At a recent gathering of friends, the question was posed: “Do you think Mormons get married too young? Before we really know who we are?”
As I have given this question some thought and researched it across various internet articles and LDS talks, I have come to the conclusion that self-awareness involves two things: understanding that happiness comes from within, and that service helps us grow as an individual. Marrying young does not hinder this process, nor does marrying older make it any easier.
HAPPINESS COMES FROM WITHIN
When we feel lost and confused inside, we often look outward to provide happiness. Perhaps we think that traveling or shopping or a career will bring us fulfillment. As is often the case, if we didn’t feel good before, we will still feel empty after. Self-awareness does not need to be characterized by crossing things off a bucket list or living up to the world’s expectations.
In fact, it is often the fear of missing out that causes the most stress. Always worrying about what else is out there doesn’t point a person in any direction. It leaves them stranded in a wasteland of what-if’s.
Self-awareness requires action. And honesty. To ourselves. It means that we toss aside society’s definition of meaningful and discover what it means personally.
Finding one’s self is not a limited time offer. It doesn’t end. It is something that will ebb and flow as we age and grow. It is not something that will always be beautiful and classy. It will sometimes be messy and confusing and soul-stretching. Marriage can provide a safe and loving environment for this to happen.
”We need a witness to our lives. There’s a billion people on the planet, what does any one life really mean? But in a marriage, you’re promising to care about everything. The good things, the bad things, the terrible things, the mundane things, all of it, all of the time, every day. You’re saying ‘Your life will not go unnoticed because I will notice it. Your life will not go unwitnessed because I will be your witness’.” Susan Sarandon,“Shall We Dance” (2004)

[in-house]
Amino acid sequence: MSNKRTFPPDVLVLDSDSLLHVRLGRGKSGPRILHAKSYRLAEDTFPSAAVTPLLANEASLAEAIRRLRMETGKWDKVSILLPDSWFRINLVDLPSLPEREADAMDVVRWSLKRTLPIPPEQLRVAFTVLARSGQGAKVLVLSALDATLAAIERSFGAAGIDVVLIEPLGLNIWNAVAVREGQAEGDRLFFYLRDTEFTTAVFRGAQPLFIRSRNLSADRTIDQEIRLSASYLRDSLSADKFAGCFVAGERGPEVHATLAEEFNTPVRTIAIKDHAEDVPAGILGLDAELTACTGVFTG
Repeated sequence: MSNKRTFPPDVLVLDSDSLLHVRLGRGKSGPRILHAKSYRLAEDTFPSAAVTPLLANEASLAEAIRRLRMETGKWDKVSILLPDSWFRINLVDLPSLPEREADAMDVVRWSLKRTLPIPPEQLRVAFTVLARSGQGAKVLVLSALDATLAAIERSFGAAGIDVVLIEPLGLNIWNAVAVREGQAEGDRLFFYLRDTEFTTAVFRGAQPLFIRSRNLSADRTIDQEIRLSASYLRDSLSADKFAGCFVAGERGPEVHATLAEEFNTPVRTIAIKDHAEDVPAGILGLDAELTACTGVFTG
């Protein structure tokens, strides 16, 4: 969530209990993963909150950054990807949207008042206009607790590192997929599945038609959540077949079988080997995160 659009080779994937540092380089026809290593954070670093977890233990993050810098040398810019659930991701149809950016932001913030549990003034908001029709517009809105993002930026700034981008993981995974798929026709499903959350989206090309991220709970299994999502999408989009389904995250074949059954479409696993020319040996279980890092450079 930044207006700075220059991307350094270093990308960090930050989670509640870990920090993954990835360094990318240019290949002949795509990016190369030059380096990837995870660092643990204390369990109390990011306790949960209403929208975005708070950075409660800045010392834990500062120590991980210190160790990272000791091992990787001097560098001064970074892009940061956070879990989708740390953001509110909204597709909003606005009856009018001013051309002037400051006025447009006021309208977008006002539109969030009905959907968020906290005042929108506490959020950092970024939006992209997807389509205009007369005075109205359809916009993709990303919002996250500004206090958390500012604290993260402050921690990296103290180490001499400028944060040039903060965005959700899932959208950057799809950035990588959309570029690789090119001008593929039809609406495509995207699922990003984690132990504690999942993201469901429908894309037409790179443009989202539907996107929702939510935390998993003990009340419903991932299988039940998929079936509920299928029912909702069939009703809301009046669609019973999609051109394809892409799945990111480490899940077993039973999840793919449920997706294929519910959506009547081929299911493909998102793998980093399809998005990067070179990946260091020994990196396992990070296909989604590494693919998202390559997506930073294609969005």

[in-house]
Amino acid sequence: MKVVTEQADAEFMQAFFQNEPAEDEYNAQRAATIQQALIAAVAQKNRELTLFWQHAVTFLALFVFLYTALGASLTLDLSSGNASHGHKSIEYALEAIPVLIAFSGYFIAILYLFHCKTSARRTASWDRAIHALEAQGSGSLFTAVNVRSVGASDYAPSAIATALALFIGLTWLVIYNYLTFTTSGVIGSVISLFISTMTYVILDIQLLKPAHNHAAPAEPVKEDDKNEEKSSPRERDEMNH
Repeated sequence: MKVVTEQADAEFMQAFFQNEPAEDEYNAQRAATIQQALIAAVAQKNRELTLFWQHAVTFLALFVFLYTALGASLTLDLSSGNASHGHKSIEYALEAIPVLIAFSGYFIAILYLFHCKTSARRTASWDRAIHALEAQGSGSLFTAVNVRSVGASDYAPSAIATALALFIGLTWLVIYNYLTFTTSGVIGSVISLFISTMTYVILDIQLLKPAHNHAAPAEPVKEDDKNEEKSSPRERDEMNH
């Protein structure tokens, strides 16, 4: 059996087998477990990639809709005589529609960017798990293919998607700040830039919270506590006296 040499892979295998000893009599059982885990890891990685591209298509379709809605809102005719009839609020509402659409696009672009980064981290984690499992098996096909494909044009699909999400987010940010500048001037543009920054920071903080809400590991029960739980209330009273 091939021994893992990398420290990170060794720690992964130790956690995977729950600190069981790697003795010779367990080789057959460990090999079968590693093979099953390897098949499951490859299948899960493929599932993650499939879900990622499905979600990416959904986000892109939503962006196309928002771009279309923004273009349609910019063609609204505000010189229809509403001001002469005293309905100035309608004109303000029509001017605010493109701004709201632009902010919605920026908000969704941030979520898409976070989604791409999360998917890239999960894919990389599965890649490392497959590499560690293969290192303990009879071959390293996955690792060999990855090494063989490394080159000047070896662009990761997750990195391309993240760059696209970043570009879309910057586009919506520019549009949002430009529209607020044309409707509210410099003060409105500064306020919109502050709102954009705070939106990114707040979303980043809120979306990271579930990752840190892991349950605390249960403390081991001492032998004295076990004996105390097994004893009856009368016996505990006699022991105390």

In the scriptures we read the words of Christ regarding service:
“For whosoever will save his life shall lose it: and whosoever will lose his life for my sake shall find it.
For what is a man profited, if he shall gain thewhole world, and lose his own soul?…” (Matt. 16: 25-26)
Ezra Taft Benson, a beloved prophet shared these words on service:
“It is the pure love of Christ, called charity, that the Book of Mormon testifies is the greatest of all—that never faileth, that endureth forever, that all men should have, and that without which they are nothing…” (General Conference April 1988)
And regarding this pure love of Christ:
The love of which the Lord speaks is not only physical attraction, but also faith, confidence, understanding, and partnership. It is devotion and companionship, parenthood, common ideals, and standards. It is cleanliness of life and sacrifice and unselfishness. This kind of love never tires nor wanes. It lives on through sickness and sorrow, through prosperity and privation, through accomplishment and disappointment, through time and eternity. … Today it is a demonstrative love, but in the tomorrows of ten, thirty, fifty years it will be a far greater and more intensified love, grown quieter and more dignified with the years of sacrifice, suffering, joys, and consecration to each other, to your family, and to the kingdom of God.” (Thomas B. Holman, The Right Person, The Right Place, The Right Time, August 01, 2000, BYU Devotional).
In other words, marriage is the ultimate expression of the pure love of Christ.
In conclusion, I find that marriage provides a perfect opportunity for discovering the real you. A truly loving and supportive spouse can instill strength and confidence as you seek honestly to be true to you with all of the mess and chaos that growth brings. At the same time, marriage is a learning ground for daily tests of endurance and charity towards others, just as Christ has asked of us. At whatever age you embark on this journey, it will be the beginning, not the end of the process of discovery on the road to becoming who you were meant to become.
Jessica Clark is a wife, mom, writer, runner, knitter, and proud Canadian. She graduated from Brigham Young University with a degree in Anthropology, and has been a student of people and cultures ever since. Right now she is busy studying the behavior and cultures of the people of Texas.